Poetry for Children [with Mary Lamb] (poetry) 1809
Elia: Essays Which Have Appeared under That Signature in the “London Magazine” [as Elia] (essays) 1823
Album Verses [with others] (poetry) 1830
The Last Essays of Elia [as Elia] (essays) 1833
*The Works of Charles and Mary Lamb. 7 vols. (essays, novel, short stories, poetry, and dramas) 1903-05
The Letters of Charles Lamb. 3 vols. (letters) 1935
*This work includes the essays “On the Genius and Character of Hogarth,” “On the Tragedies of Shakespeare Considered with Reference to Their Fitness for Stage Presentation,” and “On the Artificial Comedy of the Last Century.”
SOURCE: Misenheimer, James B., Jr. “Aesthetic Universality: The Nostalgia of Elia 150 Years after.” The Charles Lamb Bulletin, n.s., no. 53 (January 1986): 128-41.
[In the following essay, originally delivered as a lecture in 1984, Misenheimer concentrates on Lamb's nostalgic vision by examining six of his representative Elian essays.]
At this approaching December 27, marking the 150th anniversary of Charles Lamb's death, we celebrate and reflect upon his life of almost sixty years, a life replete with a unique combination of joie de vivre and the most intense kind of personal tragedy. As Dr. Johnson remarked of David Garrick, so may it be said also of Lamb,...
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SOURCE: Peal, W. Hugh. “In Search of Charles Lamb.” The Kentucky Review 6, no. 2 (summer 1986): 3-23.
[In the following essay, Peal presents an overview of Lamb's life and literary career by detailing numerous manuscripts and letters from his personal collection of Lamb's writings.]
The search for Charles Lamb began in my case, as so many searches do, as the result of a gift. The gift was a copy of Tales from Shakespeare by Charles and Mary Lamb, and the giver was an aunt who believed that little boys should be introduced to good literature at the earliest and most impressionable ages. The gift was not one which could be classified as a collector's item. It...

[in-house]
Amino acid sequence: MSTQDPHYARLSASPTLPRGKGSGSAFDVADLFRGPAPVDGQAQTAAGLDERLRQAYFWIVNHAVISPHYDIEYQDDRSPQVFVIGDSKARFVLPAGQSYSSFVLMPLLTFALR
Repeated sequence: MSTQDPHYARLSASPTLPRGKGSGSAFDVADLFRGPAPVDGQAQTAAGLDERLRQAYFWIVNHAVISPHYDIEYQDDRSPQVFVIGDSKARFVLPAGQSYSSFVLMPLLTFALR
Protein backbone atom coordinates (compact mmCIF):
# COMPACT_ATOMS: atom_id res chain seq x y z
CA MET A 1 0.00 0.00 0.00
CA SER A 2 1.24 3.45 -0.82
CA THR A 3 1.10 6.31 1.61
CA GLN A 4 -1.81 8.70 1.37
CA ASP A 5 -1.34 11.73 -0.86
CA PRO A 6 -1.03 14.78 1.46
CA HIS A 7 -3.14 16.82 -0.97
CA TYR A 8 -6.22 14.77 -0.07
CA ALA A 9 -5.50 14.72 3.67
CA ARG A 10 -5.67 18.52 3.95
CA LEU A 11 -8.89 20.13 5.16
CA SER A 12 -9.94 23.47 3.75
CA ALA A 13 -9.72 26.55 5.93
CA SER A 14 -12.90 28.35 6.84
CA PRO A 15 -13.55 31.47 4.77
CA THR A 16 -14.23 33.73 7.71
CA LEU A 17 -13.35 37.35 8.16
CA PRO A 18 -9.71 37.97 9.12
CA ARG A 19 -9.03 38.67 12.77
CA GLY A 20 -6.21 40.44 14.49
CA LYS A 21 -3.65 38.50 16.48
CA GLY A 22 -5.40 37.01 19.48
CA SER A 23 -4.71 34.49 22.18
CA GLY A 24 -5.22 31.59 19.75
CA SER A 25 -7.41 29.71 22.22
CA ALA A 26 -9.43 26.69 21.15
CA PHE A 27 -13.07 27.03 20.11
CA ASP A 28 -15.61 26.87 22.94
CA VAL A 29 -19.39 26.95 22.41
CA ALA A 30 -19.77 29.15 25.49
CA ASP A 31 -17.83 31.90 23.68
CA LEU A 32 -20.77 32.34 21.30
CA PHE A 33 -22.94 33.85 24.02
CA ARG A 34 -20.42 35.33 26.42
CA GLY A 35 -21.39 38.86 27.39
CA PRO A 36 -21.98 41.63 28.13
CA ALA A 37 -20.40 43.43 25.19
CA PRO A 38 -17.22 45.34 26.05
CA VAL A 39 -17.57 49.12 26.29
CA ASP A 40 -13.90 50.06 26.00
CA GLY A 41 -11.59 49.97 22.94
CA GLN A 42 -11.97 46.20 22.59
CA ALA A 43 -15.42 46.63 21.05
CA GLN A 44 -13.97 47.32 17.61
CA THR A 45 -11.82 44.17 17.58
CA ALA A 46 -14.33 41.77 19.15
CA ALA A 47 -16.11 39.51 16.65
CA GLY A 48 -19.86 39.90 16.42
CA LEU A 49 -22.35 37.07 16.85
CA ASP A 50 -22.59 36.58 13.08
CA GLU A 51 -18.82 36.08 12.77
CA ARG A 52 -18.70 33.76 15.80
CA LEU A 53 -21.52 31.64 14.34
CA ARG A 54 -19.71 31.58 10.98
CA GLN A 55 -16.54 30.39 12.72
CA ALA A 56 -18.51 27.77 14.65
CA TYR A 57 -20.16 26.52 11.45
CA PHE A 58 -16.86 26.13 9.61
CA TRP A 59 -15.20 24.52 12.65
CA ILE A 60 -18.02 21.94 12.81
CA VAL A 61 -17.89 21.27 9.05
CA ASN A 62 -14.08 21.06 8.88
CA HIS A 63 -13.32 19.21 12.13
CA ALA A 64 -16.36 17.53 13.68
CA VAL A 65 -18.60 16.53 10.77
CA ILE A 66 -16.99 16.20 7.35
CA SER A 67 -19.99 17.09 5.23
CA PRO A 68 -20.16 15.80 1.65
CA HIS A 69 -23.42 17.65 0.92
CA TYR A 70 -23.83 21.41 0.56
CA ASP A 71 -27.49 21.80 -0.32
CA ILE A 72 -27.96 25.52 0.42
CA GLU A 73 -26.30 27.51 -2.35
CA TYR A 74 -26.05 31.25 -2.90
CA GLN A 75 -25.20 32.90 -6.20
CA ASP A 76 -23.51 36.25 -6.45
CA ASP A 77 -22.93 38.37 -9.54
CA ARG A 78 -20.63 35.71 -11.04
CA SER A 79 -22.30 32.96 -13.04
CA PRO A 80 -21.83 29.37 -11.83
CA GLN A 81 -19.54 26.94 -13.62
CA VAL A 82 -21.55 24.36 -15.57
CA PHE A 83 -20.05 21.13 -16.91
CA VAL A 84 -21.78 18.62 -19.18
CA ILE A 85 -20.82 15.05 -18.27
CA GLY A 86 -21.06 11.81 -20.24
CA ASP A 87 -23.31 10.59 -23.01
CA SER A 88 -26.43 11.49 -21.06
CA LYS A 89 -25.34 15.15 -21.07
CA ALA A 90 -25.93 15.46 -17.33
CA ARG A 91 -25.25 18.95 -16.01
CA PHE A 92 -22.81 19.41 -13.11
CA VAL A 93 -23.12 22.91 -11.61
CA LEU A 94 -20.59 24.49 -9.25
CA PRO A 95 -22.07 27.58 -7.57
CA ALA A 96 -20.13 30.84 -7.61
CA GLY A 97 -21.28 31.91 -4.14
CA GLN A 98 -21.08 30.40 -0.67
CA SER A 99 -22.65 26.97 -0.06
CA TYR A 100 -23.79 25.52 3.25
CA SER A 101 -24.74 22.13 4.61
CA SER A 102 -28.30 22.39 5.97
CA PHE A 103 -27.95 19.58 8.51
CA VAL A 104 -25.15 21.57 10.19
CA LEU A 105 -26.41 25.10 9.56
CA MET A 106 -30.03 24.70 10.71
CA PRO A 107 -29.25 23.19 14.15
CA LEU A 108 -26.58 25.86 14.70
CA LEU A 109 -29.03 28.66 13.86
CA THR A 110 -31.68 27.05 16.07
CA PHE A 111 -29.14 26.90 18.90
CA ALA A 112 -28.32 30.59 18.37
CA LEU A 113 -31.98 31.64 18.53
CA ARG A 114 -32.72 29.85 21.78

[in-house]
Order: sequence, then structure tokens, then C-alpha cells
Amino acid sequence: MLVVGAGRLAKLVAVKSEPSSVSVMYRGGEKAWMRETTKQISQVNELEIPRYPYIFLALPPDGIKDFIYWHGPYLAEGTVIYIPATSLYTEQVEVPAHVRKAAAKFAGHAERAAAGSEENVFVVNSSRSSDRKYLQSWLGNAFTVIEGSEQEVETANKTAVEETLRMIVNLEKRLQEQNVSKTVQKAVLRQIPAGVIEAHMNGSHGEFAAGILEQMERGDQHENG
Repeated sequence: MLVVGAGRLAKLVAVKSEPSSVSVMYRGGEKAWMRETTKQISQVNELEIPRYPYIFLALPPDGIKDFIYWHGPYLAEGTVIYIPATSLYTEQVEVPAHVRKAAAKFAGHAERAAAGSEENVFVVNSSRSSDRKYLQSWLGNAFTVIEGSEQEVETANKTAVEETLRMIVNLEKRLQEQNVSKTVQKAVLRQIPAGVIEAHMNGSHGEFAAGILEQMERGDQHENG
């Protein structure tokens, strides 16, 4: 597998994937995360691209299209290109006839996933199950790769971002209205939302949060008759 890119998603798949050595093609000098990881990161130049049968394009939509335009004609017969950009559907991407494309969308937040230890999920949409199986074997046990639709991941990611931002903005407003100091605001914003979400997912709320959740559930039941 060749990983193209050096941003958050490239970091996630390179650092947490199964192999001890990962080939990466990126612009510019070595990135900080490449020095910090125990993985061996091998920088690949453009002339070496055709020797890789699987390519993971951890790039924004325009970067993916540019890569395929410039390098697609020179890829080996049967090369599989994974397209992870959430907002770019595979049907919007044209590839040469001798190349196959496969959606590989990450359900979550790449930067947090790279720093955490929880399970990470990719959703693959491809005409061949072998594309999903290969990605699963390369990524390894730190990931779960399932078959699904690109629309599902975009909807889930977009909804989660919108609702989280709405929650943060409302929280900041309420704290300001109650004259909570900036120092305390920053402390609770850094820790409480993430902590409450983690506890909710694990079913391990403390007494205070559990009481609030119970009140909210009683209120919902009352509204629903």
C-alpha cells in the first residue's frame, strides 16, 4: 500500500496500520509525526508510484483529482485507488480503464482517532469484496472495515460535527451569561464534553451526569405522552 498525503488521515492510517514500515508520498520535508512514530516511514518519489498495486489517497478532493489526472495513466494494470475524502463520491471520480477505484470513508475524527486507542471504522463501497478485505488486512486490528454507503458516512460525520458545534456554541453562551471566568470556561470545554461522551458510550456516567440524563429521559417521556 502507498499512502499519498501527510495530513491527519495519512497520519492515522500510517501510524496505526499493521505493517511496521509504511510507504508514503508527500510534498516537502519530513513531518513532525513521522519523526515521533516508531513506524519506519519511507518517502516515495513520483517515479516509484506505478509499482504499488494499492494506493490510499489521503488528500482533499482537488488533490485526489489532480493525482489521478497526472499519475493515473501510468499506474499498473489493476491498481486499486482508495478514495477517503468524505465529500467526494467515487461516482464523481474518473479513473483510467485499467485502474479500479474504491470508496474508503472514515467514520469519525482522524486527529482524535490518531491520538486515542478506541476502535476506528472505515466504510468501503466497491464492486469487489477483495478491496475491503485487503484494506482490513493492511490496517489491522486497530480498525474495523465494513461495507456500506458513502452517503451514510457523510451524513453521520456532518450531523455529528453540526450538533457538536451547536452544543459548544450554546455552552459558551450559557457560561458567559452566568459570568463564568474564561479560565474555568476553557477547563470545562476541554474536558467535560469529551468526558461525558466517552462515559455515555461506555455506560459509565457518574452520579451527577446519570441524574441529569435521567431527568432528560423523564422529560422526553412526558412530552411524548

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SOURCE: Aaron, Jane. “Charles and Mary Lamb: The Critical Heritage.” The Charles Lamb Bulletin, n.s., no. 59 (July 1987): 73-85.
[In the following essay, originally delivered as a lecture, Aaron summarizes the vicissitudes of Lamb's literary reputation since his death.]
In 1975, this society, the Charles Lamb Society, marked the bicentenary of Lamb's birth with an address by George L. Barnett on ‘The History of Charles Lamb's Reputation’.1 Barnett's essay concentrated mainly on the critical reception of Lamb's writings when they first appeared, and dealt but briefly with the subsequent ramifications in Lamb's literary prestige. There are...
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SOURCE: Misenheimer, James B., Jr., and Carolyn Misenheimer. “Another Elia: Essays in a Minor Key.” The Charles Lamb Bulletin, n.s., no. 60 (October 1987): 109-22.
[In the following essay, originally delivered as a lecture, the Misenheimers probe the ironic wit and technique of four lesser-known Elian essays.]
To refer to ‘another Elia’ will to some seem paradoxical, since those who know him know that there is only one Elia, true and everlasting, and that he is likely to remain unique across the ages yet to be born. Elia's most memorable artistic strengths have been seen by posterity as residing primarily in the realm of the nostalgic and prominently in the...
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SOURCE: Nicholes, Joseph. “Politics by Indirection: Charles Lamb's Seventeenth-Century Renegade, John Woodvil.” The Wordsworth Circle 19, no. 1 (winter 1988): 49-55.
[In the following essay, Nicholes describes Lamb's historical drama, John Woodvil, as an analogical commentary on the political situation contemporary to Lamb.]
The idea that Charles Lamb was one of the least politically minded of Romantic writers has been, since Lamb's own day, a prominent feature of his literary reputation. Burton Pollin and Winifred Courtney have shown, however, that Lamb was more concerned with politics than either he or his friends and biographers have been prepared to...
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SOURCE: Sokol, B. J. “Coleridge on Charles Lamb's Poetic Craftsmanship.” English Studies 71, no. 1 (February 1990): 29-34.
[In the following essay, Sokol examines Samuel Taylor Coleridge's revisions to a Lamb sonnet and notes Lamb's subsequent abandonment of verse composition.]
Before twice printing it together with his own poems in 1796, Coleridge considerably modified Charles Lamb's sonnet beginning ‘Was it some sweet device of Faery’.1 These unasked-for emendations are variously replied to in several of Lamb's letters to Coleridge of 1796 and 1797.2 Since then a number of critics have expressed sympathetic indignation with Coleridge on...
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SOURCE: Schoenfield, Mark. “Voices Together: Lamb, Hazlitt, and the London.” Studies in Romanticism 29, no. 2 (summer 1990): 257-72.
[In the following essay, Schoenfield analyzes Lamb's essay “The Old and the New Schoolmaster” in the contexts of periodical publication in the early nineteenth century and of William Hazlitt's adjoining article, “Old Antiquity.”]